I do recall one instance in my youth when I got really upset at my religion for contradicting what I learned in science.  I was in fifth grade and we had just had a class about Pangea.  My science teacher had handed out maps of Pangea and we had colored it in and learned about the shifting of continental plates and how the world has changed throughout time.  I remember being fascinated by this.  Once, all the continents were one continent, but now they are many. I went home thrilled and told my mom what I had learned and how exciting it was.  My moms reaction was not what I had anticipated though.  She said, "That's neat, but we don't believe in Pangea." That was it.  I remember asking why, but I don't really remember the answer she gave.  I remember being so angry at my science teacher at first for getting me excited about something that was fake.  But then, I remember how much I loved learning it and how much fun it was.  Even though I was just a kid, I decided that I didn't believe what my mother believed.  I didn't believe what my church taught, in that one thing. I didn't hate the church, nor my mom for not agreeing with science, I simply decided that I did believe it.  I continued on my way with that thought and carried it throughout school.  It wasn't until years later that those initial thoughts that the church might be wrong crept back into my mind.

I have always loved science.  It has always been my favorite subject. I forgot about that in high school.  I got distracted by other things.  I got really interested in creative writing, was involved in marching band, jazz band, wind ensemble and also very distracted by girls.  My love of science got put on the shelf as I approached other subjects that at the time fascinated me.  It wasn't until I went to college that I recalled how much I loved the sciences. I started college as a journalism major and was excited by the ability to write and have my words read by others.  I abandoned the major after my third semester however, as I decided I didn't enjoy the high stress and pressure required in journalism.  I dabbled in other majors, most of them involving writing, but was never grabbed by the potential that they had for me.  I remembered then that I really had a love for science.  I took an Earthquakes and Volcanoes class for a necessary general education credit and was enraptured by how cool our world is.  It refreshed the passion that had laid dormant since middle school.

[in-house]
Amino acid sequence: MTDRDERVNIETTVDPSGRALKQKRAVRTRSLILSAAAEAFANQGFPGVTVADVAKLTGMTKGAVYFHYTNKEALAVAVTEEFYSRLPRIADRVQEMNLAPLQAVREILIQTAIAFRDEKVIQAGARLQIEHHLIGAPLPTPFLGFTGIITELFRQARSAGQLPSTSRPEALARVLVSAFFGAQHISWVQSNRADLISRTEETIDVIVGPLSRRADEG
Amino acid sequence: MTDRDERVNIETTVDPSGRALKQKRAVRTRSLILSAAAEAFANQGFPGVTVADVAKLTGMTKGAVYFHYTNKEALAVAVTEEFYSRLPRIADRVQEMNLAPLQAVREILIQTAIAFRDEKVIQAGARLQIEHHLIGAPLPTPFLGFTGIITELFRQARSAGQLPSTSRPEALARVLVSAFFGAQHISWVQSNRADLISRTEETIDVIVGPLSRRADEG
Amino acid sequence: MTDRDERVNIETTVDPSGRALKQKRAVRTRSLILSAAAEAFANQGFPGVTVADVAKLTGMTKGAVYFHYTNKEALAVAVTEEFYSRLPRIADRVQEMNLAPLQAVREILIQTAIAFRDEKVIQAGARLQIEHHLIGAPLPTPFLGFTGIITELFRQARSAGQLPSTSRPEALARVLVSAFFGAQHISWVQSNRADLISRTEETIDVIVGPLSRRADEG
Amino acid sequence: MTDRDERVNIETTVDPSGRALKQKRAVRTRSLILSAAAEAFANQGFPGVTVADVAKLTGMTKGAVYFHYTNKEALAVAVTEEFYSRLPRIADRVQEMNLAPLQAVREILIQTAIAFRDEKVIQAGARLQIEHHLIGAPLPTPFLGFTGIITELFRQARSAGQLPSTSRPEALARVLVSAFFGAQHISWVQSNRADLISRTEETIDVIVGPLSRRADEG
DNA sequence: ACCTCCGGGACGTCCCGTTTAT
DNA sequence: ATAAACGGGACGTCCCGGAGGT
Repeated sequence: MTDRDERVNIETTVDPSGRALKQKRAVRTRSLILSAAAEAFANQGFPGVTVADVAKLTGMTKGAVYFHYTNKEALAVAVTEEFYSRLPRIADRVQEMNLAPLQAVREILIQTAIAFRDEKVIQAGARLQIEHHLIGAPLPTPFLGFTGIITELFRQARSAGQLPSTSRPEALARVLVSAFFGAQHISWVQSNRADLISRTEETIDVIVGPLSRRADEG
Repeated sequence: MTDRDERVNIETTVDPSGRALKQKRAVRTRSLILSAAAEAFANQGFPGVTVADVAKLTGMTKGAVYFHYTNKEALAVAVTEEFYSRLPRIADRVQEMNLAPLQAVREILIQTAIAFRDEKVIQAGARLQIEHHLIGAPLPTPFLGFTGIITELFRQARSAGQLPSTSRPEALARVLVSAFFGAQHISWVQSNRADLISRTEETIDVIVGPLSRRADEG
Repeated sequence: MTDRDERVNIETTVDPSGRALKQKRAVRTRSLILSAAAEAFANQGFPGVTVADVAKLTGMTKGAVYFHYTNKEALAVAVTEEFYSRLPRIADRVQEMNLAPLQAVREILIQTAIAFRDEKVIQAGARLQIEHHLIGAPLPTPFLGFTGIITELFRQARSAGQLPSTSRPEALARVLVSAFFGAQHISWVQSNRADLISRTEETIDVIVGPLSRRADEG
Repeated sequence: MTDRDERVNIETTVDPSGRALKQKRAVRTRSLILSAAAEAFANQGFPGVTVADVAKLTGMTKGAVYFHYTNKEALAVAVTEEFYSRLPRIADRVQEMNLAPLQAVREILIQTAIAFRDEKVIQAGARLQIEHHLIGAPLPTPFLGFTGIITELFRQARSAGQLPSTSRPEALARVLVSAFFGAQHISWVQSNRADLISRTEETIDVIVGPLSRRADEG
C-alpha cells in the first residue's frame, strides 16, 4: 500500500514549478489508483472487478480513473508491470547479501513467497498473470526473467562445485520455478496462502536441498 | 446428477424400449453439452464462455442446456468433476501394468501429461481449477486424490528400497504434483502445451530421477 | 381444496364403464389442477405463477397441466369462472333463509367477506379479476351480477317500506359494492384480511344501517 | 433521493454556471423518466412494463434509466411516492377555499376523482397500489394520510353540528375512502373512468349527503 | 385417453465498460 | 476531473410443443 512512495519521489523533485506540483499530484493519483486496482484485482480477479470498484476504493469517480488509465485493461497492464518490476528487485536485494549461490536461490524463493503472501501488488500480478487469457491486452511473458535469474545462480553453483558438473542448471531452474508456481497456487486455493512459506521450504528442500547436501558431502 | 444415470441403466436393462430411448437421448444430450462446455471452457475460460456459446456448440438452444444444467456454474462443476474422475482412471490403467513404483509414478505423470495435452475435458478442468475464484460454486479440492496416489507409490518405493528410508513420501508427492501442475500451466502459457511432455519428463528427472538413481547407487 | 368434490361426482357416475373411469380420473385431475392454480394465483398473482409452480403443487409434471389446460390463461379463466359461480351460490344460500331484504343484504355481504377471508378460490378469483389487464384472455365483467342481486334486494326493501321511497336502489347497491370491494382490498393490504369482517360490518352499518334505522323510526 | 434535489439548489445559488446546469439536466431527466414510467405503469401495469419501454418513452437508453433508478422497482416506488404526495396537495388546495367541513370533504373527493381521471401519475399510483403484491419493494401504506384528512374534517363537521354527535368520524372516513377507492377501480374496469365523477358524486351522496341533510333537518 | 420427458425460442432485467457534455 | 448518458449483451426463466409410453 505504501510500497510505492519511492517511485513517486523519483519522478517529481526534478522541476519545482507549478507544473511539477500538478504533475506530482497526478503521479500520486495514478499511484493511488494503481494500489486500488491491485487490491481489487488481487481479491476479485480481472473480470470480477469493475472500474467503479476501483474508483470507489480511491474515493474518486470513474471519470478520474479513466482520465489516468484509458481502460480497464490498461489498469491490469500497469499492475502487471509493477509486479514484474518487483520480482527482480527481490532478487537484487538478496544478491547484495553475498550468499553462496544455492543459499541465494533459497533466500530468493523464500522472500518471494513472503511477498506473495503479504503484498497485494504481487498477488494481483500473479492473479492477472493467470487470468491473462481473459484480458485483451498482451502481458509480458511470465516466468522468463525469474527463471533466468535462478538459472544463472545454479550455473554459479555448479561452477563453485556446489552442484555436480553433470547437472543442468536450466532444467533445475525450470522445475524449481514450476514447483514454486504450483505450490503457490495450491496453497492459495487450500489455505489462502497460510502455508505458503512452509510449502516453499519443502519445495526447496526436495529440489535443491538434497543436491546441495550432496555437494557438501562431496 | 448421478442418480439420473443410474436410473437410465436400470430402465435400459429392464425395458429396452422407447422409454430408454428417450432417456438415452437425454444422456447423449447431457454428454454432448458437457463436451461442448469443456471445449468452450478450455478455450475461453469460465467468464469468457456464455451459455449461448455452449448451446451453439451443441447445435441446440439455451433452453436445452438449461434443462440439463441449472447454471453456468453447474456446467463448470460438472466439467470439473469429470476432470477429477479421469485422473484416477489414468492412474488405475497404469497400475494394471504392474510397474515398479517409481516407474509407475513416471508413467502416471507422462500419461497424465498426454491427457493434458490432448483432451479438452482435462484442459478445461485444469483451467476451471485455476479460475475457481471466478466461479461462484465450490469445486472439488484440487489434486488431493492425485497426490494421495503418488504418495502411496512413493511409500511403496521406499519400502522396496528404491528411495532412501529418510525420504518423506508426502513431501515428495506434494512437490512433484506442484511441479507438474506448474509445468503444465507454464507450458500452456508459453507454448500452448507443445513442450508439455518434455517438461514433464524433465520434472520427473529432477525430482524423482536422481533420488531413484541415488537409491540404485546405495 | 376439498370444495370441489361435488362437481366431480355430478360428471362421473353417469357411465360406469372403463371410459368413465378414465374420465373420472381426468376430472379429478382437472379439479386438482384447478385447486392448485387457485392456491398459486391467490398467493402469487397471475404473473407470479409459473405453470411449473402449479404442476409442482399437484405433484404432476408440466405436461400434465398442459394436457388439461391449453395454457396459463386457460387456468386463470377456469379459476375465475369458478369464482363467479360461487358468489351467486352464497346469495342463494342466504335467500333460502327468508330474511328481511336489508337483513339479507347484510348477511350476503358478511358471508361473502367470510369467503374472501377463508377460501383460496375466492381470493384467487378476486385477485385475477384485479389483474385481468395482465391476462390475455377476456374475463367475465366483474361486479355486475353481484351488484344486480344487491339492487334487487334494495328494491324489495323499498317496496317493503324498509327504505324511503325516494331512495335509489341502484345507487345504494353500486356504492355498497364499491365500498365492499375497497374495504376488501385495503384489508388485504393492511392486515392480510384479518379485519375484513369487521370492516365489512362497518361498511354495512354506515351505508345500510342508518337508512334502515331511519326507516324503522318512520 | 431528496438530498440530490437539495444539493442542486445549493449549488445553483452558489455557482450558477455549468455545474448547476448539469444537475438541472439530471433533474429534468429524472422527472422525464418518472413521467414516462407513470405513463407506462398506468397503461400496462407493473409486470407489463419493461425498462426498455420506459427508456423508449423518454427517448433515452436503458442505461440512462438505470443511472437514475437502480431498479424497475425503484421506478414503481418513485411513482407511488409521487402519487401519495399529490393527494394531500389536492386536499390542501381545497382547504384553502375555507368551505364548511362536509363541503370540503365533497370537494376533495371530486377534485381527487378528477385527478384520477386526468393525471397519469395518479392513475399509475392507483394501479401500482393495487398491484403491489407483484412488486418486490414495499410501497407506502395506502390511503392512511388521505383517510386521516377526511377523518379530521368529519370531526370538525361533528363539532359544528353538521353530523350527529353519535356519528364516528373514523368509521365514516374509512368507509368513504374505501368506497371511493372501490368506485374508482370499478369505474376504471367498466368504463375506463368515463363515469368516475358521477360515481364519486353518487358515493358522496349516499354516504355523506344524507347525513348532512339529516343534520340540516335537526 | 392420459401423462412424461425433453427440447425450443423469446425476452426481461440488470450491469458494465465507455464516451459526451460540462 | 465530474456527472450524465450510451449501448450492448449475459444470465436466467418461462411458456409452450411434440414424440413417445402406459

I love our universe.  I love learning about how it works, the physical mechanisms and properties that we can observe and the unfathomable vastness of it all.  I began reading scientific journals, not for classes, but on my own time.  I was constantly on the internet viewing articles on Popular Science, Scientific American and I began to realize how much of a passion I have for Astronomy and Planetary Science.  So, I changed my major.  Originally I thought I would major in Science and become an astronomer or astrophysicist.  I took astronomy, planetary science and geology courses almost exclusively.  However, I soon got myself over my head with work and started to fail other courses.  I also realized that my waning attention in High School had affected my math skills, leaving me behind where I should have been mathematically to completely understand the science.

I realized then that I struggle with math and that I would really have to focus to catch up to the level of sciences that I didn't already know everything about. I also decided at that point that my passion was not necessarily in the discovery of new ideas, but in discussing them.  I realized that I loved sharing science, not really performing scientific work.  My love of journalism was a desire to share, and it could not be ignored.  I realized that my true desire was to teach science.  To share that knowledge and discoveries that I am researching with others, not to perform the algorithms that made them possible.